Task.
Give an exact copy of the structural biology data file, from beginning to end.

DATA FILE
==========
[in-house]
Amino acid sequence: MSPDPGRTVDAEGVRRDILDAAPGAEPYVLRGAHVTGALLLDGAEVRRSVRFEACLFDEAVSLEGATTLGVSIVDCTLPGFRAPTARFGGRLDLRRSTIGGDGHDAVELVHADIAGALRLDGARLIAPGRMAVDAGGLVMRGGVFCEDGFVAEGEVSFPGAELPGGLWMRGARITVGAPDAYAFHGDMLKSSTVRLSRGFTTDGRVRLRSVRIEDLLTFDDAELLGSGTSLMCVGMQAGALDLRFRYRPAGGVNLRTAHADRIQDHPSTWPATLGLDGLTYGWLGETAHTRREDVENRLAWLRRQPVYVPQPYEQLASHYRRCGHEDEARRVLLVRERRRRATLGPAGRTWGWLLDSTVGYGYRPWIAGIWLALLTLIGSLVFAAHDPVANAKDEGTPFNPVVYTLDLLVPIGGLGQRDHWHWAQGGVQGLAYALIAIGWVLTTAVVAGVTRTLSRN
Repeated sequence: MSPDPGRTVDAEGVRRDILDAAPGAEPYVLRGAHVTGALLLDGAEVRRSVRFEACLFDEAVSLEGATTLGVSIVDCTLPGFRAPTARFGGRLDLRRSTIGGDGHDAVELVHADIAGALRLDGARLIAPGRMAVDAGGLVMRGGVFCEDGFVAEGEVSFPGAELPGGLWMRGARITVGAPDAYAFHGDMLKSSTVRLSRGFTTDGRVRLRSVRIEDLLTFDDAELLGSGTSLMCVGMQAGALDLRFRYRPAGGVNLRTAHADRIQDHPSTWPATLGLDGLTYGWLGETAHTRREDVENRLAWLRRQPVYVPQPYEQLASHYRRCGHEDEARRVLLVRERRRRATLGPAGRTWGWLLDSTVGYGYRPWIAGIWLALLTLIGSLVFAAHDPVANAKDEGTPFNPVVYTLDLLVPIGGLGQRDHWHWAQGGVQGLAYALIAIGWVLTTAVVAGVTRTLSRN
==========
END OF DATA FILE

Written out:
[in-house]
Amino acid sequence: MSPDPGRTVDAEGVRRDILDAAPGAEPYVLRGAHVTGALLLDGAEVRRSVRFEACLFDEAVSLEGATTLGVSIVDCTLPGFRAPTARFGGRLDLRRSTIGGDGHDAVELVHADIAGALRLDGARLIAPGRMAVDAGGLVMRGGVFCEDGFVAEGEVSFPGAELPGGLWMRGARITVGAPDAYAFHGDMLKSSTVRLSRGFTTDGRVRLRSVRIEDLLTFDDAELLGSGTSLMCVGMQAGALDLRFRYRPAGGVNLRTAHADRIQDHPSTWPATLGLDGLTYGWLGETAHTRREDVENRLAWLRRQPVYVPQPYEQLASHYRRCGHEDEARRVLLVRERRRRATLGPAGRTWGWLLDSTVGYGYRPWIAGIWLALLTLIGSLVFAAHDPVANAKDEGTPFNPVVYTLDLLVPIGGLGQRDHWHWAQGGVQGLAYALIAIGWVLTTAVVAGVTRTLSRN
Repeated sequence: MSPDPGRTVDAEGVRRDILDAAPGAEPYVLRGAHVTGALLLDGAEVRRSVRFEACLFDEAVSLEGATTLGVSIVDCTLPGFRAPTARFGGRLDLRRSTIGGDGHDAVELVHADIAGALRLDGARLIAPGRMAVDAGGLVMRGGVFCEDGFVAEGEVSFPGAELPGGLWMRGARITVGAPDAYAFHGDMLKSSTVRLSRGFTTDGRVRLRSVRIEDLLTFDDAELLGSGTSLMCVGMQAGALDLRFRYRPAGGVNLRTAHADRIQDHPSTWPATLGLDGLTYGWLGETAHTRREDVENRLAWLRRQPVYVPQPYEQLASHYRRCGHEDEARRVLLVRERRRRATLGPAGRTWGWLLDSTVGYGYRPWIAGIWLALLTLIGSLVFAAHDPVANAKDEGTPFNPVVYTLDLLVPIGGLGQRDHWHWAQGGVQGLAYALIAIGWVLTTAVVAGVTRTLSRN